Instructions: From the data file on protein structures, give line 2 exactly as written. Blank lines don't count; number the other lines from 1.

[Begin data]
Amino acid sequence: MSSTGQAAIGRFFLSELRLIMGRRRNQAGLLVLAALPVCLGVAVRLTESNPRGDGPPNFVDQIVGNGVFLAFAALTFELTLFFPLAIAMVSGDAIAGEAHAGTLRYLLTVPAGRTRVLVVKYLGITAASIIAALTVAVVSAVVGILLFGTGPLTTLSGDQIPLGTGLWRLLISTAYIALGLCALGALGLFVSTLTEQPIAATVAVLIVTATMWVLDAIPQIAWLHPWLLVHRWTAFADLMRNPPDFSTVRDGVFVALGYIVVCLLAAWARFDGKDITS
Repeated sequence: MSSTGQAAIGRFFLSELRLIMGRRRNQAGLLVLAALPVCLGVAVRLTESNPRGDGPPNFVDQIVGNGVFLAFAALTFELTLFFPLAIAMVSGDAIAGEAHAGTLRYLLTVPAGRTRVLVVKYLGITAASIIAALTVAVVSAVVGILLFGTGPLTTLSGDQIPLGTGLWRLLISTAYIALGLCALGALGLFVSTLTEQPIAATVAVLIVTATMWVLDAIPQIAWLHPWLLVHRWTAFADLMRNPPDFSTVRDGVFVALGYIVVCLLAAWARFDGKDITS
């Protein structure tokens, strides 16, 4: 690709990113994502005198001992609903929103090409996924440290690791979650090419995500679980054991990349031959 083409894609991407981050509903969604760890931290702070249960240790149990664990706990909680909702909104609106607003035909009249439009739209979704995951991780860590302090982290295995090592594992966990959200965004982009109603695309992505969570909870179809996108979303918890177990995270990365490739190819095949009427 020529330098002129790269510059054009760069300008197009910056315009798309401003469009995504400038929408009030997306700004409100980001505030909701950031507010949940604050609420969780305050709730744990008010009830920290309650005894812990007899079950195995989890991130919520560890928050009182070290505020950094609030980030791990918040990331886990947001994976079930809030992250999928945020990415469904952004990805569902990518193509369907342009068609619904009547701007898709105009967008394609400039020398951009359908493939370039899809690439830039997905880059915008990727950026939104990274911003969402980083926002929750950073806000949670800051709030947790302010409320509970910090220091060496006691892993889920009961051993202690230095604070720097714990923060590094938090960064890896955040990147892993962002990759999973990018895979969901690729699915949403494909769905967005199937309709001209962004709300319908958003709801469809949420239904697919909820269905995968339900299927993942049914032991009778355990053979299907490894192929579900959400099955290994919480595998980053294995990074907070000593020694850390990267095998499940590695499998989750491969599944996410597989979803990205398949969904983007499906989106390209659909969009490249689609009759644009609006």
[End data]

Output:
Repeated sequence: MSSTGQAAIGRFFLSELRLIMGRRRNQAGLLVLAALPVCLGVAVRLTESNPRGDGPPNFVDQIVGNGVFLAFAALTFELTLFFPLAIAMVSGDAIAGEAHAGTLRYLLTVPAGRTRVLVVKYLGITAASIIAALTVAVVSAVVGILLFGTGPLTTLSGDQIPLGTGLWRLLISTAYIALGLCALGALGLFVSTLTEQPIAATVAVLIVTATMWVLDAIPQIAWLHPWLLVHRWTAFADLMRNPPDFSTVRDGVFVALGYIVVCLLAAWARFDGKDITS